Tender, wordless moments make Matt Reeves’ War for the Planet of the Apes a classic. For years, my go-to source for everything primate was Franklin J. Schaffner’s Planet of the Apes. Made in 1968, the film co-stars Charlton Heston and a completely unrecognisable Kim Hunter. The latter wore make-up designed by John Chambers, who received a special Oscar.
Perhaps what's been lost was that tactile quality. For example, an actor looking to morph convincingly into a creature spent long hours in the make-up chair. Different substances would be mixed and applied. Because actors now wear funny camera suits with round markers to indicate movement, technology has reduced the art of make-up to ones and zeroes. Indeed, it’s hard if not impossible to compare Schaffner’s 1968 effort with any contemporary reboot. That’s because times were different, and 35mm film was employed. As of this writing, we have digital.
Director Matt Reeves expands upon the Apes mythology by charting the struggle as a war of necessity. Humans are becoming extinct, yet the apes led by Caesar (Andy Serkis, Oscar worthy) desire peace. Nevertheless, their hideout in the woods ends up exposed by soldiers packing heavy ordnance. The latter even chalk graffiti on their helmets with such monikers as “Monkey Killer” and “Endangered Species.”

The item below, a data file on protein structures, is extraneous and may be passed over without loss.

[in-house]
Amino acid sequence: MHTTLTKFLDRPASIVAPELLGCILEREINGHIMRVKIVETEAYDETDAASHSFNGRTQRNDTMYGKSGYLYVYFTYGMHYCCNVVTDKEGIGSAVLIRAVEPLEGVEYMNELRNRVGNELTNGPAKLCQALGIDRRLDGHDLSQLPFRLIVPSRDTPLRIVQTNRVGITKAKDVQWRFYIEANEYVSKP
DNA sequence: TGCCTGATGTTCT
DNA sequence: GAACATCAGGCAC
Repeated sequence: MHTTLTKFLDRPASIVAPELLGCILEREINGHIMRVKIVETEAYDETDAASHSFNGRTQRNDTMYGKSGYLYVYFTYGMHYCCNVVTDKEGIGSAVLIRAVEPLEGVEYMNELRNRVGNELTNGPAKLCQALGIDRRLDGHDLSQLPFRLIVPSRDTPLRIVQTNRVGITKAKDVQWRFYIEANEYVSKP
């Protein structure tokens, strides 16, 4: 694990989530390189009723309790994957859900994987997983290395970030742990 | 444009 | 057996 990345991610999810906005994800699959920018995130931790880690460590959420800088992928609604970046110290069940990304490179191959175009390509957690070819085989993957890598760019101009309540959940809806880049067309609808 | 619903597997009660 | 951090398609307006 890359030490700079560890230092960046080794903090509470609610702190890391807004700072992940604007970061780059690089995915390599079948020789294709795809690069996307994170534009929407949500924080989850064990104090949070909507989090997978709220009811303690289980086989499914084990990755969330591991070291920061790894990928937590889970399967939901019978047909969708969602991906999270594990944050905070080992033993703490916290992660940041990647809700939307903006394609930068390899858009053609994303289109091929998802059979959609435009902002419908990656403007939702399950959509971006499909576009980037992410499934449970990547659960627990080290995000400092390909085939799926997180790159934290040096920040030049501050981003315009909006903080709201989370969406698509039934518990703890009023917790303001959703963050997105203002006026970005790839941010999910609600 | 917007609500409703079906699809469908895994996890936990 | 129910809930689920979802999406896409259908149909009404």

To fully appreciate Reeves’ War for the Planet of the Apes requires forgetting what went before. His film stands on its bare feet and I enjoyed it enormously. It’s a rallying cry for fans that appreciate narratives built on hard won emotion. Sometimes, what prevents a film from greatness can be such an emotional hurdle. Yet, even though I had a pretty good idea as to where this story might go, there were surprises that kept me fascinated.
Regardless what the story might do, I always look to Andy Serkis for some sanity. He elevated motion capture performance as Gollum in The Lord of the Rings and The Hobbit. Similar innovations continued on King Kong and the first two Apes pictures. I’d say his method involves habitation. He becomes the character, so the visual effects attain a soulfulness virtually untapped.
Actually, the biggest triumph in War for the Planet of the Apes relates to silent movies. If like me you cannot resist the work of Fritz Lang, Buster Keaton and F.W Murnau then Reeves’ blockbuster holds treasures stentorian. The emphasis, particularly on interactions between characters, allows for some truly inspired touches. For instance, the passing of a single flower echoes the language of pure cinema.
Time for a poem:
Caesar on the war path.
Nothing can stop his wrath.
Family and clan undone by traitor
assessing the damage, mortal crater.
Ape leader tries to be better than his foe.
Yet untimely reminders provoke such woe.
The shadow of Koba still haunts,
lingering as fiery taunts.
A journey far from home
where primates cannot roam.
Camp wall beckons slave.
Even the Donkeys misbehave.
Music seems better in show,
proving a nice fit for logo.
Andy Serkis, the maestro of motion,
allows us to share his devotion.
This franchise not given to weep
as new ideas gently seep.
Many times I laughed and cried.
Token humanity lifts the divide.
(Released by Twentieth Century Fox Corporation and rated "PG-13" by MPAA.)